Yes, I used 'dangerous' in the last paragraph, in the context of Android. With the ease with which end users can root, hack or at the very least turn on the installation of applications from 'unknown sources', plus the high publicity given to some Android malware, Windows Phone looks an infinitely safer bet. It's impossible to hack a Windows Phone to install dodgy applications onto a specific device, short of signing up as a developer and paying your dues to Microsoft for the privilege.
9. Generally high design ideals, high build quality
OK, there are now some new, cheap Windows Phone OEMs, but the vast majority of devices on this platform are from Nokia/Microsoft, meaning generally excellent choice of materials, design and good build quality. In contrast, especially at the lower price levels in the Android world, cheaper plastics and components prevail, plus designs tend to be less holistically impressive.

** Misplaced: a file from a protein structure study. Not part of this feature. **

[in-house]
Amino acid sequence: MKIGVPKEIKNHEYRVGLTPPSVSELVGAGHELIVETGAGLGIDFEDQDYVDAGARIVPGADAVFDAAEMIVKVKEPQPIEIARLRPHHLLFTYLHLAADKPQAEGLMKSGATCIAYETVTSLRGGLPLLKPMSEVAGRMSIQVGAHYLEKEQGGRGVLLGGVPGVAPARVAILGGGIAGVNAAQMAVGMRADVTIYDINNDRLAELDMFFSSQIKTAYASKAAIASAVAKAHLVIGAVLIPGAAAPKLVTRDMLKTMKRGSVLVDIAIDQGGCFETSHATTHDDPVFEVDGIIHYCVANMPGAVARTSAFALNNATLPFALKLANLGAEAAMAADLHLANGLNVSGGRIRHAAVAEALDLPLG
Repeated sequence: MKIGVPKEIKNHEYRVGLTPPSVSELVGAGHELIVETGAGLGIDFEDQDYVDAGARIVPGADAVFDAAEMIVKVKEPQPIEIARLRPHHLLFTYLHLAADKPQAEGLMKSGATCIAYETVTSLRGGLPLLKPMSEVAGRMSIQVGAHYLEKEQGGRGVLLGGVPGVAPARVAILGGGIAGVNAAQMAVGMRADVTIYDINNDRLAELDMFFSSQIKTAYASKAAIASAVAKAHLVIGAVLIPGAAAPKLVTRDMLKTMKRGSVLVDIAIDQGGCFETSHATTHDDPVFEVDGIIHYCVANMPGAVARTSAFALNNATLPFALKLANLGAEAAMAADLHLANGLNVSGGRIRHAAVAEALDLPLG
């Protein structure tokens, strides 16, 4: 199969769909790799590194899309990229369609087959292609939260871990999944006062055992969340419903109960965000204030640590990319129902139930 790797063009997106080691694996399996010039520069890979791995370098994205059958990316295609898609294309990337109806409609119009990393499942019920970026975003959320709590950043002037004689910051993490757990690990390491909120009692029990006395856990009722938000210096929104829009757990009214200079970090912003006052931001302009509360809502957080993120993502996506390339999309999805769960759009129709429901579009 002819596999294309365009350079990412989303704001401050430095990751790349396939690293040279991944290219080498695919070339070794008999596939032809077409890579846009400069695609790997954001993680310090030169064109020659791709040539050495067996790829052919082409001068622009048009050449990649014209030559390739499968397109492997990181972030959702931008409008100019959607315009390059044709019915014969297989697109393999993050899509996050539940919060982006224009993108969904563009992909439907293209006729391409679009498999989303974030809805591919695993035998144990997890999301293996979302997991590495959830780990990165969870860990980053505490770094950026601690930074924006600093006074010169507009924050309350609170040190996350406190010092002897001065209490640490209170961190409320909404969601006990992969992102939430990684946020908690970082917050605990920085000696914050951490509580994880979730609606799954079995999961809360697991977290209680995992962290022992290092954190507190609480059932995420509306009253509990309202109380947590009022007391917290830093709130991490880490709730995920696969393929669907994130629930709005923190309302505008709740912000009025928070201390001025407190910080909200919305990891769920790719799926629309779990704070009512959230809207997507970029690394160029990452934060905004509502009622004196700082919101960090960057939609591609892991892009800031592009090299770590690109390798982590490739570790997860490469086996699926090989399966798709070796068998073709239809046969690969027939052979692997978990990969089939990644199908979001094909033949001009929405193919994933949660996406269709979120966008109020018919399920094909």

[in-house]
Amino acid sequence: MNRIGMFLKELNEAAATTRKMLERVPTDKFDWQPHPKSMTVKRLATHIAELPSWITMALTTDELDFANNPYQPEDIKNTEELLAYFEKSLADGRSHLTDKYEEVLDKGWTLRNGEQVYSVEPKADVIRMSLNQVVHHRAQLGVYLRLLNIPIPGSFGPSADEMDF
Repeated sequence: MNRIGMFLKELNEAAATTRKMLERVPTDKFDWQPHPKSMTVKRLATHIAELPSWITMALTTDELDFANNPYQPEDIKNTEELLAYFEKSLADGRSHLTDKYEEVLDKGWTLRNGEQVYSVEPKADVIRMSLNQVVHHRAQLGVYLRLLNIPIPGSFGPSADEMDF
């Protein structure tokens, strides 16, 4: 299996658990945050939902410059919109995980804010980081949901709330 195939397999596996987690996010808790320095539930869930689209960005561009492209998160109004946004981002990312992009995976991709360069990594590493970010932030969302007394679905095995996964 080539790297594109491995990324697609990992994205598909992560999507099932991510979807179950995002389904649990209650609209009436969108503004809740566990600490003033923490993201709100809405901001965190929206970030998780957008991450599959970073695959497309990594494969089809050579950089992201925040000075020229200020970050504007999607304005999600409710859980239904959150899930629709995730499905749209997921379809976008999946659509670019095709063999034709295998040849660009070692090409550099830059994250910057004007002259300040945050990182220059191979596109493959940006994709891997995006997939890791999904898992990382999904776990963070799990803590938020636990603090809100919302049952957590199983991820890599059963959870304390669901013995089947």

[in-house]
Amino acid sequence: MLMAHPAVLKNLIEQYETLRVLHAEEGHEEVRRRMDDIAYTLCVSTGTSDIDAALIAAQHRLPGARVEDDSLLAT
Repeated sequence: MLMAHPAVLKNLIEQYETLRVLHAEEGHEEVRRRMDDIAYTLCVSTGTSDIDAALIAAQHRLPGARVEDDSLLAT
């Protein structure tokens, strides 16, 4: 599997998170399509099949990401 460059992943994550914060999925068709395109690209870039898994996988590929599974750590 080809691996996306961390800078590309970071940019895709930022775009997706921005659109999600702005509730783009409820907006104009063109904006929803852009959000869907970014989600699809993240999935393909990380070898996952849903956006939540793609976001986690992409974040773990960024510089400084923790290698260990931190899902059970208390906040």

10. Unique hardware selling points
This factor is gradually being eroded, but the fact remains that you're more likely to encounter technology like high-spec cameras, Qi charging, ultra-high contrast displays, in Windows Phones, with Nokia's old R&D teams involved, at least. Devices like the £300 (all-in) Lumia 830 prove this point well, which is very well stocked with hardware goodies at a mid-range price.
Of course, Windows Phone is far from perfect and I'd agree that I've ignored quite a number of other reasons why buyers might want to avoid Windows Phone(!) But let's leave that feature for another day and perhaps another site. This is All About Windows Phone, after all!
I remain a fan of Android for many different reasons, and even own a few iOS phones, but, as ever, nothing's perfect, and it's up to the end user, armed with articles like this one, to weigh up the advantages of each platform and ecosystem before making a purchase. But at least the case for a Windows Phone has now been made, and it's a case that's very valid, even in late 2014.